Thursday, March 30, 2017

AGILE Team Performance

Agile Team Motivation

One of the Agile principles states, “Build the team around motivated individuals; give them the support and encouragement they need.”
An Agile leader needs to motivate the team. Some of the well-known motivation theories are:

Abraham Maslow's Hierarchy of Human Needs
Motivational Factors by Boehm
Frederick Herzberg's Two-Factor Theory
David McClelland’s Achievement Motivation Theory

Agile Team Motivation—Maslow’s Theory

Abraham Maslow's ‘Hierarchy of Human Needs’ is depicted as a five level pyramid.
The four lower levels represent the most fundamental needs, called ‘Deficiency needs’ or ‘D-needs.’ The fifth level is self-actualization, where people reach their full potential.
Maslow indicates that the lower level needs have to be satisfied before one can move to the higher level needs.

Agile Team Motivation—Frederick Herzberg’s Theory

Frederick Herzberg established a theory based on the two factors, Motivators and Hygiene factors.
Motivators are those factors that give immense satisfaction, arising from intrinsic conditions of the job, such as recognition, achievement, or personal growth. Examples of Motivators are challenging work, recognition, and responsibility.
Hygiene factors are necessary, but do not give motivation; although the absence of these will result in dissatisfaction. Examples of Hygiene factors are status, job security, salary, fringe benefits, and work conditions.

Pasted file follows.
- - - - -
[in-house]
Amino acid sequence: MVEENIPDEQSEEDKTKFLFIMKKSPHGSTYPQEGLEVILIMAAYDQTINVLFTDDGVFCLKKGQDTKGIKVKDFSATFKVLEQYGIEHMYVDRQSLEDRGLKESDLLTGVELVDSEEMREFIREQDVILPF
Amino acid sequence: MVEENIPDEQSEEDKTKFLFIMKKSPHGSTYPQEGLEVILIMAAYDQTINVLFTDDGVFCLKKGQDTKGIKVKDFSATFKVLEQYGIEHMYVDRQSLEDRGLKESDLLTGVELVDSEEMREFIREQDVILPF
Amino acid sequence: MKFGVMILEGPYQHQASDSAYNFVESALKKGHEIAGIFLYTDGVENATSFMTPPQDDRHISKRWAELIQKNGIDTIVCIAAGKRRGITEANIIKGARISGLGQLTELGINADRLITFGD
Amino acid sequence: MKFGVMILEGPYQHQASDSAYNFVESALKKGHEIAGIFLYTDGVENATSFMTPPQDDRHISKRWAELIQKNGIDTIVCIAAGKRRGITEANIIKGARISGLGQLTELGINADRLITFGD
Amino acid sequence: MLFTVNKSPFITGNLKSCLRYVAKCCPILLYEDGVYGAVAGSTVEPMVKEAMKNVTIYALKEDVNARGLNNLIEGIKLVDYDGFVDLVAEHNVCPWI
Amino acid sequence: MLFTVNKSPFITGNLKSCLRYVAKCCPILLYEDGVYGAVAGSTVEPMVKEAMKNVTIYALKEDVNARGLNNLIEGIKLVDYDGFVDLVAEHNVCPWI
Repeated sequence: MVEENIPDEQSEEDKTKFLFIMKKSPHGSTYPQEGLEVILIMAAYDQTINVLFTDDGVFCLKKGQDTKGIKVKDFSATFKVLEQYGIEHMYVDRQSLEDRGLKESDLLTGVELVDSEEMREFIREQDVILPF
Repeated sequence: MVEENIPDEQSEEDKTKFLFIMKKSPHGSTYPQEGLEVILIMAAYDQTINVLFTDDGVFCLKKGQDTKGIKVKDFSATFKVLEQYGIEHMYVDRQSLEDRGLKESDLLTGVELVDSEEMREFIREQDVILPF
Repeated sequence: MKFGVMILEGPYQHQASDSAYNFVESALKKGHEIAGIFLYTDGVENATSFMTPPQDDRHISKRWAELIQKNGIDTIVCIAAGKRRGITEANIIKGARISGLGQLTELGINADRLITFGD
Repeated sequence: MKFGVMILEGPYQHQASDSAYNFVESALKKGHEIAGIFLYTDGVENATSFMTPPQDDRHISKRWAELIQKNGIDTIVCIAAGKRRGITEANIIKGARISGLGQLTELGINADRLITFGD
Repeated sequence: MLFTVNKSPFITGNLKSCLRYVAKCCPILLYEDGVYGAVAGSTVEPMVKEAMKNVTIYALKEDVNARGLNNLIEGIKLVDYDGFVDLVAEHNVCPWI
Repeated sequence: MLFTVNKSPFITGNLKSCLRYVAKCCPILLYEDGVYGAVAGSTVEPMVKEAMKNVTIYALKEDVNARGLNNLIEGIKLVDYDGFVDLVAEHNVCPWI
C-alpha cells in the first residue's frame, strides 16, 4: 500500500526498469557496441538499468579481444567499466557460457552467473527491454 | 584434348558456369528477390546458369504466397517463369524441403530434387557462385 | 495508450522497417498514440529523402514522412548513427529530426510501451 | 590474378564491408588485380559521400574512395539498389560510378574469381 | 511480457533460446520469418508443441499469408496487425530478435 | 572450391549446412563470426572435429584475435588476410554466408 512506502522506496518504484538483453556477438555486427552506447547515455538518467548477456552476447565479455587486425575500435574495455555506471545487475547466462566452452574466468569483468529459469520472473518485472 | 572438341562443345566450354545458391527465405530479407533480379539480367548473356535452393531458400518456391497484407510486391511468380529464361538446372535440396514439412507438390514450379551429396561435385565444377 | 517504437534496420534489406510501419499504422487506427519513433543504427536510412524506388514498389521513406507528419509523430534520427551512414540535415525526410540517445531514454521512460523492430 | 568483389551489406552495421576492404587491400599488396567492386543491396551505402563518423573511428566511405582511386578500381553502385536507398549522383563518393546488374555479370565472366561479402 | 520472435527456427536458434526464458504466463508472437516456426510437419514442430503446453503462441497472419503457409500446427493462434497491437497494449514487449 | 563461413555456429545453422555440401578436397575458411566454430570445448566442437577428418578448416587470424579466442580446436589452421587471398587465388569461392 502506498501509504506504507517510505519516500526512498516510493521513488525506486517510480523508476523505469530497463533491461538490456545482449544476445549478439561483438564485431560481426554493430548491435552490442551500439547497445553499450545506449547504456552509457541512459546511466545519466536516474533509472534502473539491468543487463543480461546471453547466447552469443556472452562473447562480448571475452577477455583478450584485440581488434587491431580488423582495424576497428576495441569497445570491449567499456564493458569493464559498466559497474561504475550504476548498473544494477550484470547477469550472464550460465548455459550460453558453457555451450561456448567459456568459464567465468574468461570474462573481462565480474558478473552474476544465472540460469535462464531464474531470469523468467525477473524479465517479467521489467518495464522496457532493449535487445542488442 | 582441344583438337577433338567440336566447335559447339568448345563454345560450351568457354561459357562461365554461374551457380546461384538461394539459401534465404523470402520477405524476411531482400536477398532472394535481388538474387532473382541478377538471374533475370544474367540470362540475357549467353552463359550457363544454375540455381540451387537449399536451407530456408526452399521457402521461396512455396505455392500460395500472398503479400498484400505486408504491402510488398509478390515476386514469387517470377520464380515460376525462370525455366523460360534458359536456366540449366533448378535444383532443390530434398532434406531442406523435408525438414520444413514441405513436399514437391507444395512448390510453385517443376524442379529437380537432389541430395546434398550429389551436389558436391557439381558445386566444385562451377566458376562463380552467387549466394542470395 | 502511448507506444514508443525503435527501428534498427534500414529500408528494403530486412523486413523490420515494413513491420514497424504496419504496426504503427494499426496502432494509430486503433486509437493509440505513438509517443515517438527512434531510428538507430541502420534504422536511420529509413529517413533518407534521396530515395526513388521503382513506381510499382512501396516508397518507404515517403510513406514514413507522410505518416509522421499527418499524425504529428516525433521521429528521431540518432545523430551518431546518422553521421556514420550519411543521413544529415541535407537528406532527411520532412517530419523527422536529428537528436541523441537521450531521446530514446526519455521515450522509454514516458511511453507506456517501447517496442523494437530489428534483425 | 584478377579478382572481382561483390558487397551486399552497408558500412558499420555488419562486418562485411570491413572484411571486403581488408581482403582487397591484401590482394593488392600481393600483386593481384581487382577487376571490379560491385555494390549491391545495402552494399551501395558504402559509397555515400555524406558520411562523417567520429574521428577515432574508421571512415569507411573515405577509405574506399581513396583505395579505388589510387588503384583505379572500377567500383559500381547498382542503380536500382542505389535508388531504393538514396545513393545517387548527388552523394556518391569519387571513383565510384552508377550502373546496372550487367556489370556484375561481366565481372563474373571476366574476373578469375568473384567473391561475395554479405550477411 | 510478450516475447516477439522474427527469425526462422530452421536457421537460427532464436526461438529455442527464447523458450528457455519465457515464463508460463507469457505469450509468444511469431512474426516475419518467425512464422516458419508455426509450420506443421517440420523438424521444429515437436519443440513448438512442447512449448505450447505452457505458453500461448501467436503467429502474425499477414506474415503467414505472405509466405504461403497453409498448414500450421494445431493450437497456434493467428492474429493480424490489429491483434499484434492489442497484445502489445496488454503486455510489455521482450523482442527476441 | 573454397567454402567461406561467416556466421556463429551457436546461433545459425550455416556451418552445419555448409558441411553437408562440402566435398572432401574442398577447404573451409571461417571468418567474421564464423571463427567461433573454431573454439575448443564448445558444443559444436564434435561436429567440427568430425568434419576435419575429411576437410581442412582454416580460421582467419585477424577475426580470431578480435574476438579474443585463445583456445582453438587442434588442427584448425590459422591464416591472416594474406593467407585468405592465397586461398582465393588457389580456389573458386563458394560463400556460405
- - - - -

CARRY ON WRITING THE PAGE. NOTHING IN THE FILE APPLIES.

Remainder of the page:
An Agile project team requires hygiene factors to establish a minimal level of team performance. Also, motivators determine if the team can achieve high performance.

Agile Team Motivation—McClelland’s Theory

David McClelland's ‘Achievement Motivation’ theory is based on ‘Maslow’s Hierarchy of Needs’ theory. McClelland’s theory describes three types of dominant motivators, which are Achievement, Affiliation, and Authority or Power.
People with ‘Achievement’ motivators are characterized by the following traits –

A strong need to set and accomplish challenging goals.
Willing to take calculated risks to accomplish goals.
Likes to receive regular feedback on progress and achievements.
Often likes to work alone.

People with ‘Affiliation’ motivators are characterized by the following traits –

They want to belong in the group.
They want to be liked, and will often go along with what the rest of the group wants to do.
They favor collaboration over competition.
They do not like high risk or uncertainty.

People with ‘Power’ motivators are characterized by the following traits –

Want to control and influence others.
Like to win arguments.
Enjoy competition and winning.
Enjoy status and recognition.

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